Note: I wanted to write up a piece that reflected on a year of Moodle admin, talked about how I tackled my biggest upgrade project so far, and also laid out my current approach to performing upgrades. Obviously, that is a lot and turned into too much for a post. So here is part 1 with some reflections. I’ll lay out my upgrade process in a shorter, pt. 2 post, coming (hopefully) soon.
I’m approaching a year of Moodle sys-admin-life and wanted to take a moment to reflect. I remember the uncertainty (sheer terror?) I felt just starting out: I had a lot to learn. Getting used to Linux CLI, Git, working with webservers and MySQL databases were all pretty new. I remember struggling through the first minor point upgrade I ran on my institution’s production Moodle site. I scheduled downtime for the evening hours and worked into the late night. A year later, this process takes me just a few minutes…there was definitely some newbie confusion and just a need to blindly go in and figure things out on my part that led to things taking way longer than they should have (especially figuring out those Git submodules). Yup, I was sweating the details….but I also remember the satisfaction and relief I felt, and the rush of seeing the update script complete and my upgraded site loading for the first time.
Throughout the last year, I kept practicing. I set up sandbox environments to get more experience on test sites (thanks AWS). I ran two more minor updates on production and became more confident each time. I got to experience installing, removing, and updating plugins, and worked with a contract developer to update a custom plugin. I even built out a brand new production Moodle site in the cloud, using Moodle with the Snap theme for a MOOC flavored side-project.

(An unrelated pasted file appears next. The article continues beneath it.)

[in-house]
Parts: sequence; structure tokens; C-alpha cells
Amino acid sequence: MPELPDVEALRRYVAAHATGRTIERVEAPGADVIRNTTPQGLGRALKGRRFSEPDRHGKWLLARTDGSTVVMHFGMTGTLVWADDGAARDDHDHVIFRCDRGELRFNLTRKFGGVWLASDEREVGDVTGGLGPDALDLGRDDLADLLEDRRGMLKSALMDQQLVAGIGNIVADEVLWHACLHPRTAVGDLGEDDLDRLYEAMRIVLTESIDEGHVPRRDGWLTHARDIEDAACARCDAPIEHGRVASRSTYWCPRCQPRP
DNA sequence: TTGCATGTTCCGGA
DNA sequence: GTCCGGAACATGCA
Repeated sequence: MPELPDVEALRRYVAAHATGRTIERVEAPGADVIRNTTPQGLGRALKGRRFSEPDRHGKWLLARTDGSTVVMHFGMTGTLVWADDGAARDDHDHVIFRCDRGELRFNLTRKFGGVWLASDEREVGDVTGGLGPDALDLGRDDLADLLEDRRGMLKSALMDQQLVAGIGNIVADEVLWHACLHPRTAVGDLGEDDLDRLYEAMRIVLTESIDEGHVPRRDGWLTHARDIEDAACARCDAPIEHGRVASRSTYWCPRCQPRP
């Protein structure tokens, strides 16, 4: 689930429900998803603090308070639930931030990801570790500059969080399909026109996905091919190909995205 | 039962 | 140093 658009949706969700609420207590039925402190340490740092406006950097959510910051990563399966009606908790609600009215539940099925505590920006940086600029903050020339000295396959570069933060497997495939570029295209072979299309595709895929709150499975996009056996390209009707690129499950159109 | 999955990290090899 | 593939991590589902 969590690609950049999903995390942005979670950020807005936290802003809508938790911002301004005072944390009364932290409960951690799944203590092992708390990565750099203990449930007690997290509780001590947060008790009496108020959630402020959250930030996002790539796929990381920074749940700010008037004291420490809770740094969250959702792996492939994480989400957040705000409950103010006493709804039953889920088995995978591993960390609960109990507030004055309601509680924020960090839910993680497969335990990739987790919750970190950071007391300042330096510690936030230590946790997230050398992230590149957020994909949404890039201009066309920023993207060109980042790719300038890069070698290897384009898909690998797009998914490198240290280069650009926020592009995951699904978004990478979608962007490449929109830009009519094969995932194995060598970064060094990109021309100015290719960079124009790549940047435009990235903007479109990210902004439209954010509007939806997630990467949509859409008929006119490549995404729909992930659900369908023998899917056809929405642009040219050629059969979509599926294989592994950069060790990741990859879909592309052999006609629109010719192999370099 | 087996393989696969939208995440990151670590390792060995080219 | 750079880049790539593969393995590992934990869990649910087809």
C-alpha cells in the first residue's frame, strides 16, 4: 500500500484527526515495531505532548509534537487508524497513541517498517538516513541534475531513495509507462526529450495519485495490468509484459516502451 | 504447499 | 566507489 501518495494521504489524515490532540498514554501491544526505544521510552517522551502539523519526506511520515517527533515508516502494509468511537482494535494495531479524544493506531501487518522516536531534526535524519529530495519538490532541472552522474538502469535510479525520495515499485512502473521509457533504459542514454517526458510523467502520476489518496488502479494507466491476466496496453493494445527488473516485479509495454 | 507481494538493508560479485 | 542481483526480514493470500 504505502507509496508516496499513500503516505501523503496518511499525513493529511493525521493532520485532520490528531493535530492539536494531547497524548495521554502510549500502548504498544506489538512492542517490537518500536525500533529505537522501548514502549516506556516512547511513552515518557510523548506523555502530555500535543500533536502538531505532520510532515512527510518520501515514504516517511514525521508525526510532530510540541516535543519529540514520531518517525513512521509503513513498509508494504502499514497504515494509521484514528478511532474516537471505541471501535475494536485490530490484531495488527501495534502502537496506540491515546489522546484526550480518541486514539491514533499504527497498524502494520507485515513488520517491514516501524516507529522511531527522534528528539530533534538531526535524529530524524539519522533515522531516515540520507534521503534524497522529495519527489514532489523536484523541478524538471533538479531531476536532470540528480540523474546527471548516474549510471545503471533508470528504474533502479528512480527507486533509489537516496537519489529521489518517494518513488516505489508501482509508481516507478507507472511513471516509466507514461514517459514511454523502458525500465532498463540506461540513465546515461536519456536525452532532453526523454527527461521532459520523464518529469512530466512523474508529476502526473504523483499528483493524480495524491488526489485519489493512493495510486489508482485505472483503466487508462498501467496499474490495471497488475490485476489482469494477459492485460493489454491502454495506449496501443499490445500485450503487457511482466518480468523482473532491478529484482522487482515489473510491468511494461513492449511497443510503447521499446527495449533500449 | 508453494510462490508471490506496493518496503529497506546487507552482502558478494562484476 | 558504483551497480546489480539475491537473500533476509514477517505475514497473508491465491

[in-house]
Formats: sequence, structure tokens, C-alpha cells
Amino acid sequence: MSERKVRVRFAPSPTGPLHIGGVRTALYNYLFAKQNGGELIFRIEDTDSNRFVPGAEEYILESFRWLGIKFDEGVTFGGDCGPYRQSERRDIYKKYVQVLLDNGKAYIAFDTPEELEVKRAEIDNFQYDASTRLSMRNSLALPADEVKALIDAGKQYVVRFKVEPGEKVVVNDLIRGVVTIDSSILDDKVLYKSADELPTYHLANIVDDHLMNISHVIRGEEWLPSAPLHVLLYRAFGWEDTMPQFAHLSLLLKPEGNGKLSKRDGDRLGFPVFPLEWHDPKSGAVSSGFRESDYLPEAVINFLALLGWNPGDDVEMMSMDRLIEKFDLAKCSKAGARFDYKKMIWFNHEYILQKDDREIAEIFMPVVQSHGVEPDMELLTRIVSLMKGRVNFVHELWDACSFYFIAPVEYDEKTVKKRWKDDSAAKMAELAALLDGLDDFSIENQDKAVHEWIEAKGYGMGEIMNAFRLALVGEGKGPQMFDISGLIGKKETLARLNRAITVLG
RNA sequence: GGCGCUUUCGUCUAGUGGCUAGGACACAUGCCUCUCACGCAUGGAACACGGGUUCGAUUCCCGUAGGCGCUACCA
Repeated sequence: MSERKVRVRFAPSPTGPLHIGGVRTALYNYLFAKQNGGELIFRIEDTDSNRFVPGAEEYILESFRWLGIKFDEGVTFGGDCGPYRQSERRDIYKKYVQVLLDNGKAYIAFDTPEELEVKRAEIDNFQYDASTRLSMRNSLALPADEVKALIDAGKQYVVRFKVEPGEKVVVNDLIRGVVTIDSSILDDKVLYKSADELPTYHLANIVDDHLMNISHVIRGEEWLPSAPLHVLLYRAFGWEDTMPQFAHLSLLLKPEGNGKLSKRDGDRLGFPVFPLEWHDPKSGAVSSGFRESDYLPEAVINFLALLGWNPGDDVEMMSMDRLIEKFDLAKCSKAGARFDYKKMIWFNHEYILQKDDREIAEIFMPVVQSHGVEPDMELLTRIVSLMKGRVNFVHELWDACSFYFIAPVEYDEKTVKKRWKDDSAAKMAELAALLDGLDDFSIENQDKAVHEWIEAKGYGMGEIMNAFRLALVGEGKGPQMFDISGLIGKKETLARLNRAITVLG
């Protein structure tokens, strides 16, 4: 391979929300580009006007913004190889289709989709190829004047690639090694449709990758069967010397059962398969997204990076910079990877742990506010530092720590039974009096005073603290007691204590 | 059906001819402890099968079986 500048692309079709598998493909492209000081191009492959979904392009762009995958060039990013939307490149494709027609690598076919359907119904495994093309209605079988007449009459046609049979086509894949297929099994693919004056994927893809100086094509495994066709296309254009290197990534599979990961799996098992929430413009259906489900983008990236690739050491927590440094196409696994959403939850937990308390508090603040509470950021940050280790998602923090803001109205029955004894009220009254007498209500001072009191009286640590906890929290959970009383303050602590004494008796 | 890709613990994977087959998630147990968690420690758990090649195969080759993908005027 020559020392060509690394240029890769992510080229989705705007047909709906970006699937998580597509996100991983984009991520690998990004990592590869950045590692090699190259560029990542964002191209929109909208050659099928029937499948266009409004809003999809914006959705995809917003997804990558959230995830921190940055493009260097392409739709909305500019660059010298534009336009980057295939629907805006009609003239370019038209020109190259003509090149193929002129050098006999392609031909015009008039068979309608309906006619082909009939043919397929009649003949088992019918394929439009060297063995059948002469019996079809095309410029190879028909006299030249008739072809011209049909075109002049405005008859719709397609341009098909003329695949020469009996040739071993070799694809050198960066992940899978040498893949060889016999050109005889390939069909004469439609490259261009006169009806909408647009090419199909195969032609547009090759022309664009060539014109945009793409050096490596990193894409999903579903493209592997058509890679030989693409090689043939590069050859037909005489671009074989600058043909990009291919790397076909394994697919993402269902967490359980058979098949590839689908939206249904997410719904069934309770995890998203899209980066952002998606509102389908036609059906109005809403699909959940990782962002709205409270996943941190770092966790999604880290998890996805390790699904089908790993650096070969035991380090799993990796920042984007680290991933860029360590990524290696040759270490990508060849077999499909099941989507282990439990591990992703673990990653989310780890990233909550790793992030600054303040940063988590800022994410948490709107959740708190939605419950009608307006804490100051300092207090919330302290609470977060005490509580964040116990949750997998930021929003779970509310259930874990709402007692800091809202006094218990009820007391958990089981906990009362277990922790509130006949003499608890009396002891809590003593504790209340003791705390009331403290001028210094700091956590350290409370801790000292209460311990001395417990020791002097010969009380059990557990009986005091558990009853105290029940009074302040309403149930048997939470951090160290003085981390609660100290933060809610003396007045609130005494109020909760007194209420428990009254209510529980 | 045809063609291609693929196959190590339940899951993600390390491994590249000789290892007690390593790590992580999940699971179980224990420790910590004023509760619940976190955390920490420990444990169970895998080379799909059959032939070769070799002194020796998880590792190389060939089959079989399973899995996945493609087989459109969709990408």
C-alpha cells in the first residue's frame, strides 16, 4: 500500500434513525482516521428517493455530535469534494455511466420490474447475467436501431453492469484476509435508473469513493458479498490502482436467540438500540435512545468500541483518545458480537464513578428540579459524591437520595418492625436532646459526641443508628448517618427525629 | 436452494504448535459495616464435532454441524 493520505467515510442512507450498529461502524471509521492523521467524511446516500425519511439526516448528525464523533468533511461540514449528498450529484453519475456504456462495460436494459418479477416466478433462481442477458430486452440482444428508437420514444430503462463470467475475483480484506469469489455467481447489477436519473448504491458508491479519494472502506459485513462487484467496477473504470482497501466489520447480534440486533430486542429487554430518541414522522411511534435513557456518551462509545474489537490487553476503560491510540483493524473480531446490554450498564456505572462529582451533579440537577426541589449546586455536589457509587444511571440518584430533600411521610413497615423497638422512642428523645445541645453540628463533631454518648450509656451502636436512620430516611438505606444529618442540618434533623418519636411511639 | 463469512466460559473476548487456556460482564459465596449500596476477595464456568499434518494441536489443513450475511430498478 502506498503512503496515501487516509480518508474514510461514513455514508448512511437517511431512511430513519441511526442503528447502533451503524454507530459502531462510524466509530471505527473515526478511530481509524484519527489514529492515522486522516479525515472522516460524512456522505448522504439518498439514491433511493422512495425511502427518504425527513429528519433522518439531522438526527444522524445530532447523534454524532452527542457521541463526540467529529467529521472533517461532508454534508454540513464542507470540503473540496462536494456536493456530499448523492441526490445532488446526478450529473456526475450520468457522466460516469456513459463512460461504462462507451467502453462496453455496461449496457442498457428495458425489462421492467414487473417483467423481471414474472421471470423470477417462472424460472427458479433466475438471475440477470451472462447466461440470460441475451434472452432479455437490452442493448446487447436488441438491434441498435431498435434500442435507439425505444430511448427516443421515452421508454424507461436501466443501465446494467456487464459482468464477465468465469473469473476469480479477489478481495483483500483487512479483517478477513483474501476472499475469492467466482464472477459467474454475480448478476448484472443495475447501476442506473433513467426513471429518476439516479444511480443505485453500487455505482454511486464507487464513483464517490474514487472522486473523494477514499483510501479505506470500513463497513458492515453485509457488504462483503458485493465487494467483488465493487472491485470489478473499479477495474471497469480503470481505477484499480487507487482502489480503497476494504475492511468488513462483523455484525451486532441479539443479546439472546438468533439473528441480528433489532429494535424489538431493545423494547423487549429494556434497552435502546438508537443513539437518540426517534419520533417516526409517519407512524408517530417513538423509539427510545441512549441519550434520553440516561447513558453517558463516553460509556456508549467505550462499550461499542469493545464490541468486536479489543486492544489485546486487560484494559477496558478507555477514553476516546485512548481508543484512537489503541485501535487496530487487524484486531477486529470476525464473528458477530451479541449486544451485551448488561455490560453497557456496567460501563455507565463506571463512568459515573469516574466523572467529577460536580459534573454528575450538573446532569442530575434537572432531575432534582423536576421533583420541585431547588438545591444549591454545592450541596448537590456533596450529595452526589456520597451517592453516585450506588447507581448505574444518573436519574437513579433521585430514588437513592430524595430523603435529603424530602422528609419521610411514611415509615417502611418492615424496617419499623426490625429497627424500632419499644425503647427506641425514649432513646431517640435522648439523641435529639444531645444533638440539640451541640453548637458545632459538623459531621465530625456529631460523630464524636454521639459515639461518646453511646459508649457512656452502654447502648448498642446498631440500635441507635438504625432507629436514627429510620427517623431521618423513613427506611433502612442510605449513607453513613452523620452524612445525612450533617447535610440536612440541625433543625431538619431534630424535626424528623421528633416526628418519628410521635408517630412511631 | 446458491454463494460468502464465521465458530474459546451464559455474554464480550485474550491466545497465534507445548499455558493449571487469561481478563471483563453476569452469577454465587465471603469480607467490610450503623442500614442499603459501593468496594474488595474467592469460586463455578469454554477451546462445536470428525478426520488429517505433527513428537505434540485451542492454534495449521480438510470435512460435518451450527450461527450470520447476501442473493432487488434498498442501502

This is all to say that this Summer when it came time to plan not a minor-point update, but a major one – 3.4 to 3.6 – I felt not only ready to tackle the job but to make real improvements to my process.
Making a plan
Since this was the biggest Moodle project I had yet taken on I knew it was critical to come into the upgrade with a solid plan. So first I pored over the official Moodle Docs guide to updating. I made sure my server environment would continue to meet all recommendations, and painstakingly went through all extra plugins to check for compatability and available upgrades.
For the main piece of the update – the Moodle code – I initially researched updating in much the same way I had done the smaller point updates. Since I use Git for version control with submodules for plugins, that would simply entail changing the tracked branch from the official Moodle Git repo and doing a git merge. Unfortunately, this was not as easy as it first seemed, and I found that others in the community struggled with this approach. Unlike minor point updates, merging a major update requires resolving many conflicts or differences between your existing code base and the updated code. I quickly decided instead to use a clean copy of the 3.6 code.
So, I simply cloned the MOODLE_36_STABLE branch from the Moodle GitHub page into a new project directory. All I migrated over from my old folder was my config.php file and my .gitmodules file.
That introduced two new challenges:
- How to decouple any existing code customization that was tracked in my main Moodle Git repo (and therefore was not present in a fresh version of Moodle core)
- How to update plugins and efficiently migrate them as Git submodules to my new project